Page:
Speaking positively, the visual effects were astounding in this film. The photo realism was unlike anything I have seen before in genuinely any film ever. The Lion King contained frames of sheer beauty that I didn’t think was possible to be plucked from a computer, but here we are. Funny thing is, I have been calling this film the “live action” version, but realistically its still technically animation. Its just that the CGI is so damn good, you can hardly tell what it truly is at times.
Although, on the flipside, the visuals effects were also partly the film’s downfall.
Seriously, what is the point of remaking a film as passionate and soulful and rich and expressive as The Lion King but with animals ripped straight out of a David Attenborough documentary? If I wanted to see real lions, I would have just watched the Discovery channel. I don’t want to necessarily trash over the visual effects in this film, being how astounding they were, but surely Disney – at the height of their powers – could have used this stunning CGI for a completely new, original live action film, rather than just a safe, cheap remake.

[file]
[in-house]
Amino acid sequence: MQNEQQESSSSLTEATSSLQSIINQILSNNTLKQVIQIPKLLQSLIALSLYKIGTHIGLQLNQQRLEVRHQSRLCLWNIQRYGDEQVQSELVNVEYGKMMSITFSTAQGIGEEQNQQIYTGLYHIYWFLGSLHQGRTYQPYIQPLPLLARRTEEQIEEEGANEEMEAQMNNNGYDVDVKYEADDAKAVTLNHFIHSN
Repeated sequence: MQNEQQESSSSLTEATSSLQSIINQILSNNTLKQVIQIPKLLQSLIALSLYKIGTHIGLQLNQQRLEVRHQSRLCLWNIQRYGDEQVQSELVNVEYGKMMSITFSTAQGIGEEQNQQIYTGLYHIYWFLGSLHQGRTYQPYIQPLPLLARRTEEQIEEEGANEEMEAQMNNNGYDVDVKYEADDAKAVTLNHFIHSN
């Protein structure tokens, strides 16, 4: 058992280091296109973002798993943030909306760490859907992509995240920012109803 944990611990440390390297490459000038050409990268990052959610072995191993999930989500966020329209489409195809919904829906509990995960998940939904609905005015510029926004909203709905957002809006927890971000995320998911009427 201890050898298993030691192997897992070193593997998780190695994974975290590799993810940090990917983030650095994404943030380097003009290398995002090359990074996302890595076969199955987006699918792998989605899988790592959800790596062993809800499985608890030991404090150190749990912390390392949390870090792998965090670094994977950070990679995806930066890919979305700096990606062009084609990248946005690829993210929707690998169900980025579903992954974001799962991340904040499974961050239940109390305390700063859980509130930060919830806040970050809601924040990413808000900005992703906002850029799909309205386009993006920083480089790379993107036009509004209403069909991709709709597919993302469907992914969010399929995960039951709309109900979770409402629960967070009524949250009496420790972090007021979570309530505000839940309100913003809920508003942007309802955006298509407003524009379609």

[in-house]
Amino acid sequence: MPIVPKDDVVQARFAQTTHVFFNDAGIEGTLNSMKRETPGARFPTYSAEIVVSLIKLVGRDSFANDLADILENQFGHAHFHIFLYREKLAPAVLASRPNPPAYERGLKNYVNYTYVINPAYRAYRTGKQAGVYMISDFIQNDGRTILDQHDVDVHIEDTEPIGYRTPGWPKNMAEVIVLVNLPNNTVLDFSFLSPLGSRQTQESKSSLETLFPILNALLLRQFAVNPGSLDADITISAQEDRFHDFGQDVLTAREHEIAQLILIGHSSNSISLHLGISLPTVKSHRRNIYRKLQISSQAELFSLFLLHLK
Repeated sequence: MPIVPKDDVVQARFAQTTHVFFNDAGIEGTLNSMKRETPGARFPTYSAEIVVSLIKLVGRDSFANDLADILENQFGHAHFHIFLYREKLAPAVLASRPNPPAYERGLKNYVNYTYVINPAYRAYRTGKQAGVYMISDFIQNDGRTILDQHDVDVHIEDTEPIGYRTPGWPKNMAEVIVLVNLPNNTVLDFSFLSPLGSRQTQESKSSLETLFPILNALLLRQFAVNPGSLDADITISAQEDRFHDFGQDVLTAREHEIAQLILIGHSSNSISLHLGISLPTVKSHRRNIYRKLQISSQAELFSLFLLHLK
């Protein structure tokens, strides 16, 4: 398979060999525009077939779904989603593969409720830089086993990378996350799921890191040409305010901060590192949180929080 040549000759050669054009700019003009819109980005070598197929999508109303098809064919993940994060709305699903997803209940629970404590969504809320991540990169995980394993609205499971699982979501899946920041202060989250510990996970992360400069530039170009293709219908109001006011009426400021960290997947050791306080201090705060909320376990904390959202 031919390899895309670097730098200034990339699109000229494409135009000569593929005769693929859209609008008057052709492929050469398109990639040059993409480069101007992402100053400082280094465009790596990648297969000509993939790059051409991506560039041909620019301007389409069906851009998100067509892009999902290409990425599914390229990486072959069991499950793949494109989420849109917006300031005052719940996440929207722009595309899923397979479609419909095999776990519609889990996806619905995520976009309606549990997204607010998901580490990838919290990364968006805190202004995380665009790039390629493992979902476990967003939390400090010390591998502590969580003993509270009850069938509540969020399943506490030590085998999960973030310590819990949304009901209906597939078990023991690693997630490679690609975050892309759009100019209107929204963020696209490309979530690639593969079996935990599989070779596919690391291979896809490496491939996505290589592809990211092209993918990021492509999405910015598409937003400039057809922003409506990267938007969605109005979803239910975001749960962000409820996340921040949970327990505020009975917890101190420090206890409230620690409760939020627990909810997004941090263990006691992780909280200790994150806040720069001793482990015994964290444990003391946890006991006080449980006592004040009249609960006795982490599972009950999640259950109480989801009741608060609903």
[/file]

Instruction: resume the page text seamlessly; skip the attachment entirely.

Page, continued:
And its a shame, because when you are watching this 2019 version going through the motions of the original, frame by frame, you instinctively anticipate something grand and fantastical to happen – as it would in the original. Instead, the movie offered nothing but ridiculously bad musical numbers sung by real animals with no magic or colour to impregnate the scene with fun or joy. This movie used, quite literally, the exact same songs as the Elton John written 1994 version and yet never did it feel an ounce as wonderous as the original.
In the film’s defence, the voice cast at least came close to keeping the movie slightly colourful and joyful. The voice performances of Billy Eichner and Seth Rogen as Timon and Pumba stood out as obviously the best with John Oliver’s Zazu also landing some solid one liners here and there. I liked Donald Glover and Beyoncé as Simba and Nala, yet they both weirdly left a lot to be desired in their expressive talents. I still don’t understand why they felt a need to recast James Earl Jones as Mufasa, when all it did was remind audiences how much better the 1994 version was, and still is, in comparison. And then of course, I’m brought to Chiwetel Ejifor’s Scar whom I honestly loathed. Fact is, I love Ejifor and I also love Scar as a character, but together the two just did not work at all.